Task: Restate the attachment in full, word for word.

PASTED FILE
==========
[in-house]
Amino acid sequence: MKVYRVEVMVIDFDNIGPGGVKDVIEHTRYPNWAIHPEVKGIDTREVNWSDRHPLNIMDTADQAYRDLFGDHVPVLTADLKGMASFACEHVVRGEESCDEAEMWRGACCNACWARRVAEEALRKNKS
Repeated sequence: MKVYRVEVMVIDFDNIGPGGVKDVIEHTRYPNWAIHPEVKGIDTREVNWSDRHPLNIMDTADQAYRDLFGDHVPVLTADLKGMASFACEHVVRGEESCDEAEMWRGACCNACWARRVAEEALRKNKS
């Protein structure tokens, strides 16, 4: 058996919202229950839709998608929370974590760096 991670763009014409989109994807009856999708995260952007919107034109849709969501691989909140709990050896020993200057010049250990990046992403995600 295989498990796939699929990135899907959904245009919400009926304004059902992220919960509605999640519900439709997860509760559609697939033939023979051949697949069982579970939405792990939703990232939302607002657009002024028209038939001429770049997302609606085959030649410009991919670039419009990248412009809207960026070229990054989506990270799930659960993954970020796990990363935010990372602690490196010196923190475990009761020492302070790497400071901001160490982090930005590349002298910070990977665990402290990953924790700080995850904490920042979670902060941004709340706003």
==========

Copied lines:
[in-house]
Amino acid sequence: MKVYRVEVMVIDFDNIGPGGVKDVIEHTRYPNWAIHPEVKGIDTREVNWSDRHPLNIMDTADQAYRDLFGDHVPVLTADLKGMASFACEHVVRGEESCDEAEMWRGACCNACWARRVAEEALRKNKS
Repeated sequence: MKVYRVEVMVIDFDNIGPGGVKDVIEHTRYPNWAIHPEVKGIDTREVNWSDRHPLNIMDTADQAYRDLFGDHVPVLTADLKGMASFACEHVVRGEESCDEAEMWRGACCNACWARRVAEEALRKNKS
């Protein structure tokens, strides 16, 4: 058996919202229950839709998608929370974590760096 991670763009014409989109994807009856999708995260952007919107034109849709969501691989909140709990050896020993200057010049250990990046992403995600 295989498990796939699929990135899907959904245009919400009926304004059902992220919960509605999640519900439709997860509760559609697939033939023979051949697949069982579970939405792990939703990232939302607002657009002024028209038939001429770049997302609606085959030649410009991919670039419009990248412009809207960026070229990054989506990270799930659960993954970020796990990363935010990372602690490196010196923190475990009761020492302070790497400071901001160490982090930005590349002298910070990977665990402290990953924790700080995850904490920042979670902060941004709340706003």